Nigeria’s finance minister Kemi Adeosun recently said the country could look to Japanese and, particularly, Chinese offshore bond markets to help plug its US$11bn budget deficit. This would be the country’s first Panda bond, and the first time it issued debt internationally since 2013 when it sold US$500mn five and 10-year notes.
Adeosun recently signalled that the Government of Nigeria would look to borrow up to NGN1.8tn (about US$5bn) from a broad range of local and international sources.
Nigeria’s President Muhammadu Buhari is in China this week negotiating a US$2bn loan, which if secured will help fund a slew of infrastructure projects in the country. The move comes just two months after the country entered into negotiations with the African Development bank over a possible US$1bn loan.
Nigeria’s cost of debt has been steadily rising since its last international debt issuance; during that time the government has borrowed heavily as the price of oil dropped to staggering lows. Yields on its US$500mn five and 10-year notes were 5.38% and 6.63%, respectively, when issued in 2013. New five and 10-year notes auctioned in March were marked to yield 11.334% and 12.17%, respectively. Standard & Poor's rates Nigeria at B+, while Moody's and Fitch give the sovereign a Ba3 and BB-, respectively.
As a result, many analysts believe Nigeria will be able to secure cheaper pricing if it inks loan deals with large multilaterals and other states instead of tapping international debt markets – including the Chinese offshore bond market.
Crude oil exports constitute 95% of Nigeria’s foreign earnings. Nigeria relies on oil for around 66% of government revenues, and initial forecasts for the country’s 2016 deficit was based on crude oil prices remaining at US$38 per barrel. It is currently hovering around US$30.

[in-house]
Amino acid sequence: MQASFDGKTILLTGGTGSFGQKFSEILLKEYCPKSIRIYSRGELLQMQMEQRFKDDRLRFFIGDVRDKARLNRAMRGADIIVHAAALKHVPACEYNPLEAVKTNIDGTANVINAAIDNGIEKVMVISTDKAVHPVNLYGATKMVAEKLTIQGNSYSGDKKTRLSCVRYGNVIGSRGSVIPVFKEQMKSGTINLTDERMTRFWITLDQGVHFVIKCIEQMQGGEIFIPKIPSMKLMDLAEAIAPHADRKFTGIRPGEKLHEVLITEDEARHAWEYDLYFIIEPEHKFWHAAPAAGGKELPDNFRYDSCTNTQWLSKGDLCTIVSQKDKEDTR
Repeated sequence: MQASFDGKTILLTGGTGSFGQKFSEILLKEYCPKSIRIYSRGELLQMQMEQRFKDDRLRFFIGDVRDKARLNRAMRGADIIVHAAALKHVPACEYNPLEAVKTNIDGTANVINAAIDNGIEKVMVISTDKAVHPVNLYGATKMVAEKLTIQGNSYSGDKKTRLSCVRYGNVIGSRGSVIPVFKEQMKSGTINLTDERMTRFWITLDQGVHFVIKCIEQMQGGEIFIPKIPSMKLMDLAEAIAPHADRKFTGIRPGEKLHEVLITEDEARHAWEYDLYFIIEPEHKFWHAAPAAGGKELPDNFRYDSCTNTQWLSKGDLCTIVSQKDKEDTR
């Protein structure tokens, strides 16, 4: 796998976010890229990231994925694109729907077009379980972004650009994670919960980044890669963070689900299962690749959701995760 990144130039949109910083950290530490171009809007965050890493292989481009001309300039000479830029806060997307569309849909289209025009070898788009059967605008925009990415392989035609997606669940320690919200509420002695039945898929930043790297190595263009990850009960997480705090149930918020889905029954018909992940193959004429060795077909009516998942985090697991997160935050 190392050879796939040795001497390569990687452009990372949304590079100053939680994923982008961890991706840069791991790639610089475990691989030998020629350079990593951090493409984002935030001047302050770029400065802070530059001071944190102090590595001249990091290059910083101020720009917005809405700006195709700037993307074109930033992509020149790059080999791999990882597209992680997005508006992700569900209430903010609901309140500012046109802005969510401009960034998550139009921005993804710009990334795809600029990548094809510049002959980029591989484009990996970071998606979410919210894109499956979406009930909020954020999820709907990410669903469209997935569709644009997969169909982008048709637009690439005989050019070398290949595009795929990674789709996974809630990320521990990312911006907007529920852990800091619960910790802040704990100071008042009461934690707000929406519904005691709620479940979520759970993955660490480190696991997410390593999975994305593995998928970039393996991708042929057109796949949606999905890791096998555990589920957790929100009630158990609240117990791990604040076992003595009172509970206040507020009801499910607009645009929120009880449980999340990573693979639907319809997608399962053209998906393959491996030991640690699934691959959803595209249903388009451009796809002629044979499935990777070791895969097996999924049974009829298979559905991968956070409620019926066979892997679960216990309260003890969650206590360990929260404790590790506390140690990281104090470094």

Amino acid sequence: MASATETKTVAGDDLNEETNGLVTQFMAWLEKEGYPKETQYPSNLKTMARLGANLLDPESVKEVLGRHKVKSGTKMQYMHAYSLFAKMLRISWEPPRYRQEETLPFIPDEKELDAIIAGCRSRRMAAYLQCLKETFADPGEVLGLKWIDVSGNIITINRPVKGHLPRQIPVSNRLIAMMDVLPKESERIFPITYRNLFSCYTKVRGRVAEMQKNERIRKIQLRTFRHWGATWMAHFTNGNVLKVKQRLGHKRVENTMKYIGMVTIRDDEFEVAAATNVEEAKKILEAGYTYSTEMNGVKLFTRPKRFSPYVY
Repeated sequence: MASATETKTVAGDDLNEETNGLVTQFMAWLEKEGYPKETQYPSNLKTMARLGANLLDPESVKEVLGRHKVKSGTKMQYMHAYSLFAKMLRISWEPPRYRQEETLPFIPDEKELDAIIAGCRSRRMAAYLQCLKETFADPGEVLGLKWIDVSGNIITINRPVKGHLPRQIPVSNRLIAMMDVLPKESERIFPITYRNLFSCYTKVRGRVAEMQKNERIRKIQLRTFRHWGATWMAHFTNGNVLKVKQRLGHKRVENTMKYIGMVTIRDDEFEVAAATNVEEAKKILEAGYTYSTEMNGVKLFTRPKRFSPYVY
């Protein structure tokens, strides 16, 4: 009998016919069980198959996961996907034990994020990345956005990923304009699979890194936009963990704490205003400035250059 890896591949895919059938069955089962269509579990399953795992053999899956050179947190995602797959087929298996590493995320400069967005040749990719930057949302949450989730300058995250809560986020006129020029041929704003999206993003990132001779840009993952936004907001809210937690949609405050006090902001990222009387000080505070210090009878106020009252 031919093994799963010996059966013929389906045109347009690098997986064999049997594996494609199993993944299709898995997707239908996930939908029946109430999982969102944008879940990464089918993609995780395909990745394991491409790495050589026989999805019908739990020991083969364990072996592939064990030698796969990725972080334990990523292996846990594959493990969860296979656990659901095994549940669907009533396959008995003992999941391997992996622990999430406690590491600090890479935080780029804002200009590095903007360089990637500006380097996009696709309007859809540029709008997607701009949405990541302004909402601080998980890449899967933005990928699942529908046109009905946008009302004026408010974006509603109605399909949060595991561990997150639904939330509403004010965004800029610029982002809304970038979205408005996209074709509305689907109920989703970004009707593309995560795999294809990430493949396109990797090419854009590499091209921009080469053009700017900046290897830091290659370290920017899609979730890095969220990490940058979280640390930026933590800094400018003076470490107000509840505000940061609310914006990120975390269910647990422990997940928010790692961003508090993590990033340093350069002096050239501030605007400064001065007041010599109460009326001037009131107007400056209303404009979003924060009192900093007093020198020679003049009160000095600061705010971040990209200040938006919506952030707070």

“The Eurobond is still on the cards, largely because the government doesn’t want to issue too much in the local market – an issuance of that size could end up crowding out the market and driving up the cost of borrowing even further,” said Oluseun Olatidoye, Head, Debt Capital Markets at Lagos-based FBN Quest.
Olatidoye believes that if the government is indeed able to raise as much as US$5bn from the sources it is currently consulting, and if at least half the remaining NGN1.2tn the government needs can be funded through the Treasury Single Account – a consolidated government account established last year and held with the Central Bank of Nigeria – then the remaining (roughly) US$600mn required could be sought from the local market without disrupting liquidity or pricing dramatically.
He said that while it makes sense for the Nigerian government to look at tapping into Chinese liquidity, the biggest challenge then becomes avoiding a currency mismatch when it comes to putting that money to use funding local projects.
“If you’re funding infrastructure that is denominated in dollars, I’m just not sure raising yuan would make a big dent… we should be able to balance both sides of the equation appropriately to determine what sources of funding we really need.”